Truckers to take California AB5 independence fight to the Supreme Court
Thanks to a federal judge, a legal bout of epic proportions is going into later rounds as California truckers continue the fight for independence this Fourth of July. According to an announcement from the law firm Scopelitis, Garvin, Light, Hanson & Feary, Heavy Duty Trucking reported that the United States Court of Appeals for the Ninth Circuit granted the California Trucking Association’s (CTA) request for a stay of Assembly Bill 5 (AB5) mandate which suspends enforcement and provides the time for CTA to petition the United States Supreme Court.
Seeking review and relief
CTA is seeking the review of the appellate court’s ruling (CTA v. Bonta) whether or not the restrictive “ABC” employment test required by AB5 is preempted by the Federal Aviation Administration Authorization Act of 1994 (FAAA). CTA has challenged AB5 on the grounds that the law is pre-empted by the supremacy and commerce clauses of the U.S. Constitution and also is in direct conflict with the Federal Motor Carrier Safety Act and the Federal Aviation Administration Authorization Act of 1994. A critical legal precedent relative to this case, because the FAAAA bans states from enacting laws that affect a motor carrier's prices, routes and services. CTA (and their legal team) is asserting AB5 does exactly that and therefore cannot stand.
AB5, effective on January 1, 2020, codified a previous California Supreme Court decision into state law setting forth an “ABC” test to determine if a worker is an employee or an independent contractor. The ABC test defines a worker is an employee, unless it is certified that:
A) The worker is free from the control and direction of the hiring entity in connection with the performance of the work, both under the contract for the performance of the work and in fact
B) The worker performs work that is outside the usual course of the hiring entity’s business; and
C) The worker is customarily engaged in an independently established trade, occupation, or business of the same nature as the work performed
Low-blow from the left
The “B prong,” as it’s been dubbed, is the “sticking point” for trucking. Notes Heavy Duty Trucking: “It’s hard to argue that delivering freight is ‘outside the usual course’ of a motor carrier’s business.”
The CTA, representing motor carriers that hire independent owner-operator contractors with their own vehicles to transport goods and services throughout the state—sued the state’s attorney general, seeking to enjoin enforcement of the statute. Together with two independent owner-operators, the CTA argued that the Federal Aviation Administration Authorization Act (FAAAA) does indeed pre-empt application of the state law to motor carriers.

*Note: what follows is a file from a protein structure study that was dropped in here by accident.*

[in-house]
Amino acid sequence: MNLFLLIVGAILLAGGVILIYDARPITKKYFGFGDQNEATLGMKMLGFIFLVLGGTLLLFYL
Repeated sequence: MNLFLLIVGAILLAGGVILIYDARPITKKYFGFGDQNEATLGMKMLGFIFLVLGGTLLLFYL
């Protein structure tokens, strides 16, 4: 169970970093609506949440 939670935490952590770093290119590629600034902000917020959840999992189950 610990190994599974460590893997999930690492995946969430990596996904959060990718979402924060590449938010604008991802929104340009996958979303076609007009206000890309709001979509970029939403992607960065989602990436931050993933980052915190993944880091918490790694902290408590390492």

In overturning that decision last year, the appellate court’s 2-1 decision found that AB5 doesn’t conflict with federal law because it is “a generally applicable labor law that affects a motor carrier’s relationship with its workforce and does not bind, compel, or otherwise freeze into place the prices, routes, or services.” That CTA says is a demonstrably false assertion and partly the reason a preliminary injunction against enforcement of AB5 was granted by a federal court judge in late June.
Putting AB5 to the supreme test
Upon the most recent ruling the state immediately appealed of course. Nevertheless, the existing injunction put in place a stay against enforcement of AB5 against motor carriers which will remain in place pending the Supreme Court’s disposition of CTA’s expected petition.
Only the few get heard
Because the Supreme Court only reviews a small percentage of cases, the Ninth Circuit’s stay suggests agreement that the case fits within the criteria for cases to be heard by the Supreme Court. CTA’s plans to petition the U.S. Supreme Court to consider its case against the state’s new worker classification law which it announced June 21, came the same day the United States Court of Appeals for the Ninth Circuit denied CTA’s request for an en banc rehearing of a case brought against the law.
Ninth’s stay the real victory
After the law was upheld in the lower court last year, the International Brotherhood of Teamsters announced the ruling “a massive victory for California’s truck drivers, who for far too long have faced exploitation and misclassification at the hands of trucking companies that place corporate profit ahead of drivers’ safety and well-being.” What’s ironic is this exploited class doesn’t feel exploited or victimized and refuses to be “helped” by a corrupt (A top California Teamsters officer was indicted last year for racketeering) organization supporting the legislation. For California’s independent truckers the Ninth Circuit Court’s stay was the real victory but this skirmish only sets the stage for the final round.
Why they fight, again
Truckers and the CTA are also not buying what the so-called “progressive” politicians in California and elsewhere are claiming when they say they are protecting America’s workers. What they are really protecting is one-party status quo, and big labor corruption. The Teamsters and the AFL-CIO want to gain membership and control in the drayage sector working California ports. By the way, labor unions were by far the largest contributors to Lorena Gonzalez, the legislator who wrote AB5, donating about a $500,000 dollars to her 2018 campaign.
Hopefully with the law, some luck, and a somewhat conservative SCOTUS we’ll see California’s independent owner operators achieve true independence by the next Fourth of July from an overreaching law designed by one the bluest states in the union.